A rare glimpse into the St Alfege Crypt, in Greenwich, opens up a whole world of history

I adore Greenwich. It’s one of those character-filled parts of London that has everything: history, great restaurants, beautiful architecture, excellent museums, quirky tea shops, riverside views…you name it, there is something for everyone.

It is also proud home to St Alfege Church, which I visited earlier today and whose history is both unique and enthralling: this is a church that has survived war, foreign raids, persecution, bombing and countless other calamities. It’s where Henry VIII was christened, in 1491, and where his younger sister, Mary, married Thomas Brandon. It is also the resting place of a number of influential British personalities connected to Greenwich.

Although the current church was constructed between 1712 and 1718, there has been a place of worship on this site for over 1,000 years – dedicated to the memory of Alfege, the Archbishop of Canterbury who was martyred here by Viking raiders in 1012. Now a grade-I listed building, the present incarnation of St Alfege was designed by Nicholas Hawksmoor, a pupil of Sir Christopher Wren and one of the UK’s most esteemed architects.

Commissioned under the Fifty New Churches Act of 1711, Hawksmoor designed this to be a space for the living and, possibly, a school as well – however, soon after the church’s consecration in 1718, the parishioners of Greenwich decided that they had other plans, with those who could afford to do so paying sums of money to be buried on the floor of the church’s Crypt and wealthy local families setting up family burial vaults.

Today, I took advantage of a unique opportunity to see inside the Crypt, which is rarely open to the public. Incredibly, it contains 60 vaults, which in turn contain over 1,000 coffins. Although the majority of these vaults were commissioned by families, there are also several communal (and therefore cheaper) vaults. A good example is Vicer’s Vault, which was sealed in 1810 and is a communal vault containing 400 coffins. The Crypt itself was sealed during the 1850s, following an Act of Parliament which demanded that all crypts be closed up, due to a serious cholera outbreak in the country.

You might think entering an underground passageway which is essentially a burial room for the dead would be a macabre experience, but in fact we found the opposite to be the case. The Crypt is dark, of course, but some lighting has been installed and we were all given torches, so that we could pick out the inscriptions on the various vaults. It is also much dryer than I expected – I had thought, wrongly, that it would be cold, and damp.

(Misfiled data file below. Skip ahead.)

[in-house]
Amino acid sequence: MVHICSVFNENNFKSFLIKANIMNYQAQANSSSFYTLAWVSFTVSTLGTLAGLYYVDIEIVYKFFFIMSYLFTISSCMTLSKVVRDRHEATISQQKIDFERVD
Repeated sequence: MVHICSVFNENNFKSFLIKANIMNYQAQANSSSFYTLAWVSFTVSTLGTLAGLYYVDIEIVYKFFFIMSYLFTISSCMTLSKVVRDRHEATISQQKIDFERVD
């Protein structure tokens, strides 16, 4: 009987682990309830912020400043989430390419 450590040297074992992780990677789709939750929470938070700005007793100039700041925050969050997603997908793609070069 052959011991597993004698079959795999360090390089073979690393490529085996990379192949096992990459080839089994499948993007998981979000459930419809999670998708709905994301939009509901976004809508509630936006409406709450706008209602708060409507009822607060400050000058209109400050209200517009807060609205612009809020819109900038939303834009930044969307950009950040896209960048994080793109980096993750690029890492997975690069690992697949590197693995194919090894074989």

During the Blitz, the Crypt was used as a shelter by 30 – 40 families – four of whom actually lived here until the church’s nave was destroyed by a bomb in March 1941. The same bomb caused untold damage to the rest of the church, but fortunately restoration proved possible and was undertaken post-war by Professor Richardson RA, who followed the principles laid down by Hawksmoor.

St Alfege’s Crypt is where the Wolfe family vault resides. General James Wolfe was the most celebrated British general of the 18th century and, although born in Kent, spent most of his childhood in Greenwich. As a soldier, he fought in a number of battles, including Culloden, and is famed for his victory over the French at the Battle of the Plains of Abraham in Canada in 1759, at which both he and the top French military commander, the Marquis de Montcalm, were fatally wounded. Wolfe was just 32 when he died, and was laid to rest alongside his father, who had died earlier the same year.

The Wolfe family vault
The Wolfe family vault.

 

Fascinating though its Crypt is, St Alfege itself is well worth a look around – its interior is beautiful, and contains a number of items of great historical interest. Here, you will find the Tallis keyboard, which is named after the ‘father of English church music’, Thomas Tallis, who was an organist at St Alfege during the 16th century and is buried beneath the chancel. Thomas was a member of the Chapel Royal in the reigns of Henry VIII, Edward VI, Mary I and Elizabeth I. Demonstrating that music was far more important than the religious differences which existed at the time, Thomas served each monarch dutifully, managing to survive the Reformation, the country’s return to Catholicism and the Elizabethan Settlement. In recognition of his achievements, the Thomas Tallis Society regularly gives concerts both here and elsewhere.

Thomas Tallis keyboard
The Thomas Tallis keyboard – the middle part of which dates back to Tudor times. It is thought that Princesses Mary and Elizabeth both practiced on this keyboard when they lived at Greenwich Palace.

 

I loved the church’s stained glass windows, with their depictions of various historical events – the marriage of Princess Mary to Charles Brandon, the baptism of Henry VIII, the martyrdom of St Alfege and an image of General Wolfe standing above crossed cannons. It was also interesting to see the original church register containing an entry in respect of General Wolfe’s burial – a photo of which is below.

St Alfege church register
Church register in which the burial of General Wolfe is recorded

Do pay St Alfege a visit if the opportunity arises – it has such a fascinating history and we were given an exceptionally warm welcome. The church also has some very exciting plans for the future, having been awarded £150,000 by the Heritage Lottery Fund to assist with its Heart of Greenwich project – more on which here.

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